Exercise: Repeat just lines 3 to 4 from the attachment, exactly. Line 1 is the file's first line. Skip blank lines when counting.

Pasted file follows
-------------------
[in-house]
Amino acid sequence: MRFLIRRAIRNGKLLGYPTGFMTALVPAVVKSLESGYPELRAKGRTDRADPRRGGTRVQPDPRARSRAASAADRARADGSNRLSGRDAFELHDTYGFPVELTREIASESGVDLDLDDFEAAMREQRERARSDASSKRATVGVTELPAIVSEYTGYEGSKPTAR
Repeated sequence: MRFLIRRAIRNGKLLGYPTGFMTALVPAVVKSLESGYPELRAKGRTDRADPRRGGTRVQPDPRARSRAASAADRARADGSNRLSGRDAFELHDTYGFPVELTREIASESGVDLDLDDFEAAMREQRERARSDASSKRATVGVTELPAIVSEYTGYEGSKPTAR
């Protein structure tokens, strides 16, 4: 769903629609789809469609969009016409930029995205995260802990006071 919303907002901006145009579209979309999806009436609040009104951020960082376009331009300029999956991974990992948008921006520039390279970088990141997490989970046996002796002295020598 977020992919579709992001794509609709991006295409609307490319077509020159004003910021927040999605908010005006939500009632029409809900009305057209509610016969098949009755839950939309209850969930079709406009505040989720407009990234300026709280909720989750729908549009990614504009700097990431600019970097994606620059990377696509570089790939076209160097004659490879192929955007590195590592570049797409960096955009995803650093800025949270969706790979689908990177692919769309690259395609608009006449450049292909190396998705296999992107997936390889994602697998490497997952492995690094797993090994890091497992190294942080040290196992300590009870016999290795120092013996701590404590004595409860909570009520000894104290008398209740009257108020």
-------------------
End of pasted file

Repeated sequence: MRFLIRRAIRNGKLLGYPTGFMTALVPAVVKSLESGYPELRAKGRTDRADPRRGGTRVQPDPRARSRAASAADRARADGSNRLSGRDAFELHDTYGFPVELTREIASESGVDLDLDDFEAAMREQRERARSDASSKRATVGVTELPAIVSEYTGYEGSKPTAR
């Protein structure tokens, strides 16, 4: 769903629609789809469609969009016409930029995205995260802990006071 919303907002901006145009579209979309999806009436609040009104951020960082376009331009300029999956991974990992948008921006520039390279970088990141997490989970046996002796002295020598 977020992919579709992001794509609709991006295409609307490319077509020159004003910021927040999605908010005006939500009632029409809900009305057209509610016969098949009755839950939309209850969930079709406009505040989720407009990234300026709280909720989750729908549009990614504009700097990431600019970097994606620059990377696509570089790939076209160097004659490879192929955007590195590592570049797409960096955009995803650093800025949270969706790979689908990177692919769309690259395609608009006449450049292909190396998705296999992107997936390889994602697998490497997952492995690094797993090994890091497992190294942080040290196992300590009870016999290795120092013996701590404590004595409860909570009520000894104290008398209740009257108020």